What do our colours choices for our homes say about us? Cassidy George explores the evolution of our favourite interiors hues – and what they can tell us.
“Colour is coming in and out of fashion all the time,” says author Kassia St Clair, when asked about the latest colour trends for interiors. Instagram, the never-ending, digital catwalk of design, has made it easier than ever for us to identify the hues du jour with hashtags, some of the most popular of which include #sagegreen and #blushpink. 2021 has also given new life to some of the most notorious hues from 1970s interiors, like #mustardyellow and #avocadogreen. But the popularity of certain shades in certain times is more than just a product of an ever-evolving trend cycle; it’s a reflection of who we are, our moment in time and most importantly – how we want to feel in the space that’s most precious to us. “We never pick a colour without a meaning,” colour psychologist Karen Haller tells BBC Culture. “We might not know why we’re doing it, and we’re typically about 20% conscious of the colour choices we make. But we are emotional beings, and we see colour before anything else.”
The evolution of interior design over the past 100 years is its own dynamic colour story, which mirrors the zeitgeist of each particular era. In the 1920s, the sleek and geometric Art Deco style emerged as a reaction to the feminine curves and organic hues of the Art Nouveau and Arts and Crafts movement, which preceded it. The interiors of cutting-edge skyscrapers and affluent homes started to glimmer with gold, silver and chrome accents, which made for a lively contrast with jet black and ivory. This “gilded” period of design was led by people like Emile-Jacques Ruhlmann and Eileen Gray, whose glass, mirror and lacquer-laden aesthetic was largely inspired by advancements in technology.
Eltham Palace in the UK is an example of classic 1930s Art Deco style – with plenty of gold and monochrome (Credit: Getty Images)
Meanwhile, professors Wassily Kandinsky and Johannes Itten at the Bauhaus school honed in on colour theory while advocating for a democratic approach to design, rooted in accessibility and functionality. The Bauhaus aesthetic was based on a muted and science-informed colour palette, with the occasional bold accent in primaries. With the coming of World War Two, the use of colour in interiors faded. “In a world of rationing, loss and hardship, [colour] came to be seen as unnecessary and frivolous. It was pushed to the sidelines as a luxury,” writes Haller in her book The Little Book of Colour. “[It] was considered a merely aesthetic, decorative afterthought – not as integral to design and certainly not to our wellbeing.” But as the war came to a close and the economy slowly recovered, the muddy greens and browns of the military era melted away, making way for a vibrant new period of optimism, options and product availability. Colour historian Patrick Baty writes in Anatomy of Colour: “The increased availability of new materials – plastic, PVC, linoleum and laminates – in a wide range of colours was a major factor behind the radical shift in interior design”. Synthetic pastel hues like carnation pink, aqua and pale yellow became popular interior choices in the post-war era, making their way into fitted kitchens, bathrooms and fabrics of the time.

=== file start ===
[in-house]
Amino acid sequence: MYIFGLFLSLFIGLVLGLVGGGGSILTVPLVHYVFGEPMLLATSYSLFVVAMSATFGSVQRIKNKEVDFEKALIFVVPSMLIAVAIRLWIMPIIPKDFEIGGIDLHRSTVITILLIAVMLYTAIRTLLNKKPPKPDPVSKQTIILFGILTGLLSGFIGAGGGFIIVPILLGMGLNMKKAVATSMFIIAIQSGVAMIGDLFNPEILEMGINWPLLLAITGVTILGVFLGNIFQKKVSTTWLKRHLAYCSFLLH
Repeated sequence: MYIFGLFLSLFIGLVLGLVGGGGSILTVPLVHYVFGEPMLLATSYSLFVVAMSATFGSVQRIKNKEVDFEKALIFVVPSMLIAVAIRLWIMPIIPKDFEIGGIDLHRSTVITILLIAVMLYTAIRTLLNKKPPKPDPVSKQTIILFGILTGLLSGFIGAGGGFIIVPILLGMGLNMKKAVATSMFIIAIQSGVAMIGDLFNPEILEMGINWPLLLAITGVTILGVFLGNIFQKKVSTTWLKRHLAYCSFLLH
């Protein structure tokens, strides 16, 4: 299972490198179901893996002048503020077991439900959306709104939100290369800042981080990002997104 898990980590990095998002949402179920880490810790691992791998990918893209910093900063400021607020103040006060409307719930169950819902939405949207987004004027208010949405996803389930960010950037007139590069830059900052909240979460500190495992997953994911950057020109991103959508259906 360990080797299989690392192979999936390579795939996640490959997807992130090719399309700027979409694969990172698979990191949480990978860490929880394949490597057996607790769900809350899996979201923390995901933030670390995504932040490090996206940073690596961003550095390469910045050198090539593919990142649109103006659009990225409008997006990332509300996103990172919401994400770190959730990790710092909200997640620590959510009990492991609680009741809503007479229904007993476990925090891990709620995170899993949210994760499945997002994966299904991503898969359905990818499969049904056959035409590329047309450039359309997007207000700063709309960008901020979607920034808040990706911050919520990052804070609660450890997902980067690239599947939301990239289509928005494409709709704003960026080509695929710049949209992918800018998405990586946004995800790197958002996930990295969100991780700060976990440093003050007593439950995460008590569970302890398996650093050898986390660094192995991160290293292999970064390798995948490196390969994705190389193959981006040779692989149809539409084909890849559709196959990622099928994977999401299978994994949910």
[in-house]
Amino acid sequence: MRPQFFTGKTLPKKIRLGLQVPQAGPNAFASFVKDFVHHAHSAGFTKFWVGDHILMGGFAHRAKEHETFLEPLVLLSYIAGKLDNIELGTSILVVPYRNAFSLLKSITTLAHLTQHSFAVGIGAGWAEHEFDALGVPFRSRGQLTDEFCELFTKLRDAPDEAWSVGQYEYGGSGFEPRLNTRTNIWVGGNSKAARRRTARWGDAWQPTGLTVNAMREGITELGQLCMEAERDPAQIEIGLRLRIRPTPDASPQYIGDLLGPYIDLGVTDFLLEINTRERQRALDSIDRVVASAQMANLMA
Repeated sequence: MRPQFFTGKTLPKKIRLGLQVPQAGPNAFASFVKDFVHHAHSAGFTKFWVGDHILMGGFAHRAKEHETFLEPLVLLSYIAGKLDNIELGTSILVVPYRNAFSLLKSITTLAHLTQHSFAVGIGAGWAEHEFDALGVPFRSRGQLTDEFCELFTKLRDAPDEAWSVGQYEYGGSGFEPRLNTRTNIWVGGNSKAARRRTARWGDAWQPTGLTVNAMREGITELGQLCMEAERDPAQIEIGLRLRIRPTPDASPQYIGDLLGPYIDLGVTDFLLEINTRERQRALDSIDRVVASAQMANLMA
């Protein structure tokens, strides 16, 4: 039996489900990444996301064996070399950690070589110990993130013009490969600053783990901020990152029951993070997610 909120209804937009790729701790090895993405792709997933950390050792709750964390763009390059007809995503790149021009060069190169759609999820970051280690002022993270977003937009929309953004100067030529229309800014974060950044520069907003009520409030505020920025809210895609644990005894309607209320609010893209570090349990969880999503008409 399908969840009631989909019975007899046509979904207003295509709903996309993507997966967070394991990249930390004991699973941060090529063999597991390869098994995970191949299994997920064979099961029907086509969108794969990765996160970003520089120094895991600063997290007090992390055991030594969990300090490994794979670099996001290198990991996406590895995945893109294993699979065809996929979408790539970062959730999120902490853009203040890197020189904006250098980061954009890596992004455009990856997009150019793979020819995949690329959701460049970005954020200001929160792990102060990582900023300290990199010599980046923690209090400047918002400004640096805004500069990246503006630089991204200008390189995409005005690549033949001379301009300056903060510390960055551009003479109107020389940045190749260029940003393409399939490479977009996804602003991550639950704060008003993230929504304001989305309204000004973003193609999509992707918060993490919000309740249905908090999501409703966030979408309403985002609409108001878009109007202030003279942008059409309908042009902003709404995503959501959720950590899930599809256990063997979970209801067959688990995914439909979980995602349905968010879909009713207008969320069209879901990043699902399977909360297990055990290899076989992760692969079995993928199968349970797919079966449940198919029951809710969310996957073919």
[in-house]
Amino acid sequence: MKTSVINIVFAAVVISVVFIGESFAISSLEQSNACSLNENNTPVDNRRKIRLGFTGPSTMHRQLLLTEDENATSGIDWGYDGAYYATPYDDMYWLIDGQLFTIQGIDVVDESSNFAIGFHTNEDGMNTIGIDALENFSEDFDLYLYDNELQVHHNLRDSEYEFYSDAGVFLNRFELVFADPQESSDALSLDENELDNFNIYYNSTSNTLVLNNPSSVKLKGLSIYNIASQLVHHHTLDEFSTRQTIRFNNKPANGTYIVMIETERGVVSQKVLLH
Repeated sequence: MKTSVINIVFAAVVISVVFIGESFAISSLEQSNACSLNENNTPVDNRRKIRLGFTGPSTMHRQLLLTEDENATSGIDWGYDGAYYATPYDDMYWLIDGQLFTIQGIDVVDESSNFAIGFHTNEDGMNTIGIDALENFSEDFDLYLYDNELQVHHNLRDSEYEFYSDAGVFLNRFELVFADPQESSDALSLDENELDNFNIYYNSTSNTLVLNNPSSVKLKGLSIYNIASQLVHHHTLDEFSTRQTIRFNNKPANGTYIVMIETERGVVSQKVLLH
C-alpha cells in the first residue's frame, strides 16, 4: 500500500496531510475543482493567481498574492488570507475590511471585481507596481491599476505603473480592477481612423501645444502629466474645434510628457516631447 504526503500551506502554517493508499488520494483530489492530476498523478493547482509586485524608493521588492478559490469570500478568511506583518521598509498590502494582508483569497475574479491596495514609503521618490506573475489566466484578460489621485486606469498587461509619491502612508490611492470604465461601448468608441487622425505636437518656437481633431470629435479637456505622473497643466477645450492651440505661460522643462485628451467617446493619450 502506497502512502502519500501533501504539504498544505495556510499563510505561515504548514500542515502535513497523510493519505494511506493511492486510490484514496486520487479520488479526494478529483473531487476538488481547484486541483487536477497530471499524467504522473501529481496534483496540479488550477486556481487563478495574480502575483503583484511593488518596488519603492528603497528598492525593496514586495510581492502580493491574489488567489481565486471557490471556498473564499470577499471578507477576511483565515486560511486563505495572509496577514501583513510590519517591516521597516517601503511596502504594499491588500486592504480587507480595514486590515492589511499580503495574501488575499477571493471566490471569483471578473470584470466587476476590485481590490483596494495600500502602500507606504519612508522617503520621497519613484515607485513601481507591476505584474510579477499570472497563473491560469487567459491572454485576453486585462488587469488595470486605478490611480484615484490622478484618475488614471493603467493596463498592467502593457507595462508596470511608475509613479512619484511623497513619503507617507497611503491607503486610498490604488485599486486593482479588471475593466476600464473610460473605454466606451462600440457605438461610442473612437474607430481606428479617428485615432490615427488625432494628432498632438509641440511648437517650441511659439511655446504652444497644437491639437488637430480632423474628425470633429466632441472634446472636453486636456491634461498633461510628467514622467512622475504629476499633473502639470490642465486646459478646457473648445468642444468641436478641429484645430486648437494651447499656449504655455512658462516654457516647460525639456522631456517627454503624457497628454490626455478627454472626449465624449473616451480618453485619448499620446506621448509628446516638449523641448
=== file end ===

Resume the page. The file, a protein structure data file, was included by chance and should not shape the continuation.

In the 1950s, Mid-century Modernism, pioneered by designers like Charles and Ray Eames, lent itself to quirky pops of colour in product design and upholstery (like the seafoam-green Eames chair). David Harrison, the author of A Century of Colour in Design, cites George Nelson’s iconic Ball Clock, which features turquoise, lime-green and indigo details, as emblematic of the hues of the period: “Produced in Michigan in six shades the ball clock became most widely recognised in its multicoloured form, a symbol of the atomic era in which it was created.” Cherry red became a popular accent colour in interiors, as was the case with another iconic mid-century design, Eero Saarinen’s Womb Chair. “There was a definite attempt to brighten things up and make things cheerful in the immediate post-war period,” Baty says.